Energy Study Group
Topic: Liberalisation of Japan’s Residential Electricity Sector
On June 17, 2015, Japan's parliament passed into law the final major piece of legislation to liberalise residential electricity, effectively breaking TEPCO and the other regional utilities’ monopoly in the sector. The expected result of this policy change is that electricity generation and retailing will become more competitive, ultimately bringing down prices and improving services for end users.
The new policy has the potential to change the Japanese energy landscape. A significant industry shift is already happening with now over 60 companies registered to enter the residential market, creating opportunities for entrepreneurs looking to supply all these new and existing market entrants with technology solutions and services.
Taking place on Tuesday, February 16th, 2016, the CCCJ Energy Study Group brought out an audience of energy specialists from the public and private sector, including embassy representatives from various countries, energy and trading company representatives, as well as law firms and energy consultants.Participants provided input into the discussion, sharing knowledge and information specific to their area of expertise. Mr. Stephane Beaulieu, CCCJ Governor and Head of the CCCJ Energy Committee, moderated the session. Mr. Kentaro Kubo – a Lawyer at TMI Associates (Tokyo office) specialised in energy derivatives – led the discussion providing an overview of the legal framework allowing companies to enter the newest sector of the Japanese economy.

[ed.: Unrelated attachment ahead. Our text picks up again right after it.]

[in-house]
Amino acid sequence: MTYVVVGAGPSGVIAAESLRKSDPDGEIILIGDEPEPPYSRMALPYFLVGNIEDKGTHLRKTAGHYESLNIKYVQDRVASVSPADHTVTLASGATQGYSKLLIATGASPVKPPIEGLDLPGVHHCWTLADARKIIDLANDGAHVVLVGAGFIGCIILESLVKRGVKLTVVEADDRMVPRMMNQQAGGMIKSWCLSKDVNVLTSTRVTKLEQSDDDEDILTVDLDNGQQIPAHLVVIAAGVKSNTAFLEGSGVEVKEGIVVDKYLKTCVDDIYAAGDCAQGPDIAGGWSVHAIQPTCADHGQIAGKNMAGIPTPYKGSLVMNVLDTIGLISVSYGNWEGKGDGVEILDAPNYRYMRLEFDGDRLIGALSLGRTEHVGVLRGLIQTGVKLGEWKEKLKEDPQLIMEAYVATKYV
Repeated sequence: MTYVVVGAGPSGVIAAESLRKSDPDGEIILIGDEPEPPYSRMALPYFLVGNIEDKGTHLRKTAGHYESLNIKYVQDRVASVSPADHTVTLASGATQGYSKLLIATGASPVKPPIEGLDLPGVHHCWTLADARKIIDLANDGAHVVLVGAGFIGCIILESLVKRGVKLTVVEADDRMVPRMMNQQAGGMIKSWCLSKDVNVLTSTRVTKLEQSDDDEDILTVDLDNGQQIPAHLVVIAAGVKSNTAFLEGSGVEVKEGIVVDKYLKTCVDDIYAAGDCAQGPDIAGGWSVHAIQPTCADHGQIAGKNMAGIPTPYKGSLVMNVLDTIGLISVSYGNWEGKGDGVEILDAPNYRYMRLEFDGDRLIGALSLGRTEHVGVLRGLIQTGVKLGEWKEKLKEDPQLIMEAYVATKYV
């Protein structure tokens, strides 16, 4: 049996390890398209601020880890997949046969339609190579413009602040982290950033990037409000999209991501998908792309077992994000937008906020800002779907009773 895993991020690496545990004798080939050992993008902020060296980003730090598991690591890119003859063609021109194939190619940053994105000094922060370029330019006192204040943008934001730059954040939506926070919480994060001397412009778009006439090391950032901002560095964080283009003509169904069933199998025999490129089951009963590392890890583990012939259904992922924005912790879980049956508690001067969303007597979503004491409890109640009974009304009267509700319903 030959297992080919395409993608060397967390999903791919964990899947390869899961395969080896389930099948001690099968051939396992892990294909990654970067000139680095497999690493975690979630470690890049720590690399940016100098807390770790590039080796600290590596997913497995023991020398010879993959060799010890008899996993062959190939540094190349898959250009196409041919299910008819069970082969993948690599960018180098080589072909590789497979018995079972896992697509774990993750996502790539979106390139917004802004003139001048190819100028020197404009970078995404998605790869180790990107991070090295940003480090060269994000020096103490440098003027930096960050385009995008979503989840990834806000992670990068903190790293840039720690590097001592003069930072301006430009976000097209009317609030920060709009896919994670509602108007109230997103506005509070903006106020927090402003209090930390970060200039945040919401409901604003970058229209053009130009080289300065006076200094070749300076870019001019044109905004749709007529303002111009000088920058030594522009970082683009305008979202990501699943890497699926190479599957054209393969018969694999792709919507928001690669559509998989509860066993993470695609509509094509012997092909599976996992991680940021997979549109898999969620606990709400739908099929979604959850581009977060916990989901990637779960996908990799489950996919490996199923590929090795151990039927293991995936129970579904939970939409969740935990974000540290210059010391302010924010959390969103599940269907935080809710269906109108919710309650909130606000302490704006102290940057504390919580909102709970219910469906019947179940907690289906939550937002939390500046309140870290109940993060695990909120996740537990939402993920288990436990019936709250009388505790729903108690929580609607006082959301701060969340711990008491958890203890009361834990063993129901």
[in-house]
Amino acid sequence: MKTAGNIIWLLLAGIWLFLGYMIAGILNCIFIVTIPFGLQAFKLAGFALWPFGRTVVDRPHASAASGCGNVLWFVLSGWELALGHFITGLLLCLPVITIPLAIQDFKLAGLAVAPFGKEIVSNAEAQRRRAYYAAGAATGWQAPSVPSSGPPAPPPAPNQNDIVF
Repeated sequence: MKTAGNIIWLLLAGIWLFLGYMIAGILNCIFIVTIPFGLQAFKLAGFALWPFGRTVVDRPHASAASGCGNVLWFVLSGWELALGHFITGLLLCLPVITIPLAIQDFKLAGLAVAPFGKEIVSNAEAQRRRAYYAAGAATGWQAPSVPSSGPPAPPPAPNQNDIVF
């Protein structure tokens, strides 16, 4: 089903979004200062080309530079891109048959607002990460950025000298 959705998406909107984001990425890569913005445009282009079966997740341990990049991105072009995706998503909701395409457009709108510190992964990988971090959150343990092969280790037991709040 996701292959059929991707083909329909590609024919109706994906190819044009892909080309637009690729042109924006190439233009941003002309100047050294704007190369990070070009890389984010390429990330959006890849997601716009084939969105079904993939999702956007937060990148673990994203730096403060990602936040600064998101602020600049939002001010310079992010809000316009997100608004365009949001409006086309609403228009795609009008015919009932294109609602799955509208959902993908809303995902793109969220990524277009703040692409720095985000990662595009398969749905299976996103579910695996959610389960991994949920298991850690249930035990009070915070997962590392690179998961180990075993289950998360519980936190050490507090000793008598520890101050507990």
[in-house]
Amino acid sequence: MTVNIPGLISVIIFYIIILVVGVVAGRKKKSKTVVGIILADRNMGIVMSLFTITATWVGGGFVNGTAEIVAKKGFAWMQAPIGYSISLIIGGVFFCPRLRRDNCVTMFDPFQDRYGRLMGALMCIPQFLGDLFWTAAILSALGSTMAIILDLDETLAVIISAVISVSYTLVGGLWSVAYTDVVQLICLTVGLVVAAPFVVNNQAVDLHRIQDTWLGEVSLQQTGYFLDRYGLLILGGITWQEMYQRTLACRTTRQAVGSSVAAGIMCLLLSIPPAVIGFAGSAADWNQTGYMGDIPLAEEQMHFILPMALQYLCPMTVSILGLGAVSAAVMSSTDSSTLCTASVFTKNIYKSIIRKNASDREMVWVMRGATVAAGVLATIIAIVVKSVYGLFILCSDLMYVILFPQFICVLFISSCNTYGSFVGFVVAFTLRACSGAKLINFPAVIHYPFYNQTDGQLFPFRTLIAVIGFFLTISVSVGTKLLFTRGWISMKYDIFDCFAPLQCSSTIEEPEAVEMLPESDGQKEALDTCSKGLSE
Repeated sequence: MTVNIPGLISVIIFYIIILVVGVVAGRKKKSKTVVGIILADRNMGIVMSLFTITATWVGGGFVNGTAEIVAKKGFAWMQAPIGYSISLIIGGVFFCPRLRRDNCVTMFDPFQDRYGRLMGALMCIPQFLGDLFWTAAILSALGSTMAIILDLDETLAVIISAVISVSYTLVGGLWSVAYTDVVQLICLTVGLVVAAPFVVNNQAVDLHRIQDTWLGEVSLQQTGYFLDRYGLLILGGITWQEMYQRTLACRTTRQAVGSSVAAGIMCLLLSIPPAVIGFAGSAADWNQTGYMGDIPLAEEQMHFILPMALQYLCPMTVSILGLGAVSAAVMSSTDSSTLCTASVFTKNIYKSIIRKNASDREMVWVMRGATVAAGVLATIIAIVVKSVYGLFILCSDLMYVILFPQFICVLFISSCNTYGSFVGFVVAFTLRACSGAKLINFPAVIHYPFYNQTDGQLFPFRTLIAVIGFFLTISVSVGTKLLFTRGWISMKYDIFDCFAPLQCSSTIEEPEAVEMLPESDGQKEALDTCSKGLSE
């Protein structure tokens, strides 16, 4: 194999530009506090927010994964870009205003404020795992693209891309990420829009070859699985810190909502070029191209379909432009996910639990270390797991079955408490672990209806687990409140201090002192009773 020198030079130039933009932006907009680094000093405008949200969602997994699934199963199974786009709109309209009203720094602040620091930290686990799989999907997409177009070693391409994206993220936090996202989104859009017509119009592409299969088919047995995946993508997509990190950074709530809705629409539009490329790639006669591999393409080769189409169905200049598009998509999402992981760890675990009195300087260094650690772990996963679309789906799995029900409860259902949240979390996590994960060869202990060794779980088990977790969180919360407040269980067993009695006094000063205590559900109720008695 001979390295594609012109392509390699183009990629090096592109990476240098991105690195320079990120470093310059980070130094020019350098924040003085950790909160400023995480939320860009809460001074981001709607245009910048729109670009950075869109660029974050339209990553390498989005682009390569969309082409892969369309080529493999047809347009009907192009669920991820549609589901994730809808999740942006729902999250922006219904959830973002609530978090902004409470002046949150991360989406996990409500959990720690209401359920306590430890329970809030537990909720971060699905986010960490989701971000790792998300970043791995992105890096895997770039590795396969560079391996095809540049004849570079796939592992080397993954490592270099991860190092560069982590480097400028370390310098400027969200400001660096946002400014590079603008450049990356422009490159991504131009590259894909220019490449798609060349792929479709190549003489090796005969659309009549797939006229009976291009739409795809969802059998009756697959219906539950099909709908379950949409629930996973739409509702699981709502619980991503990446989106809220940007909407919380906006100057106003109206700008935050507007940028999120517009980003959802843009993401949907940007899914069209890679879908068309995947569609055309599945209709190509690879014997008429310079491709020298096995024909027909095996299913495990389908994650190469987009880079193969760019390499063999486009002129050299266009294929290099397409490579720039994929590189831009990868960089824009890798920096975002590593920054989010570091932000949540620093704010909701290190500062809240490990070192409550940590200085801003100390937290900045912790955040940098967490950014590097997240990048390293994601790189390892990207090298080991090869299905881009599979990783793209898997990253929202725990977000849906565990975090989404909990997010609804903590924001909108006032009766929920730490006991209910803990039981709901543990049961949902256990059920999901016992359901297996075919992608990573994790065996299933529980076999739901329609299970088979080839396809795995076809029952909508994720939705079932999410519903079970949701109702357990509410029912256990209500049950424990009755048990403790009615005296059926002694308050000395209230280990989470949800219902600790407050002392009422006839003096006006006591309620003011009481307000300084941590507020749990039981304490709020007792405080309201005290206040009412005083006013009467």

The presentation by Mr. Kubo outlined the various stages of the implementation of the policy framework, providing historic background, linking into the 2nd Bill on the deregulation of the retail business. Also reviewed were the structural reforms required to realise the reform’s objectives of: securing a stable supply of electricity, suppressing electricity rates, expanding choices for consumers, and creating business opportunities. The presenter also defined requirements for a new company to register as a Retail Energy Supplier as well as provided insight on the various business models likely to emerge to take advantage of this opportunity.
Questions from the audience ranged from the current evolution of the Feed-In-Tariff (FIT) scheme for renewable energies to the sourcing of conventional fuels from abroad in the current context, and also touched on the possibility for foreign companies to take advantage of opportunities generated by this electricity retail sector deregulation. The white label model and its related issues were also discussed.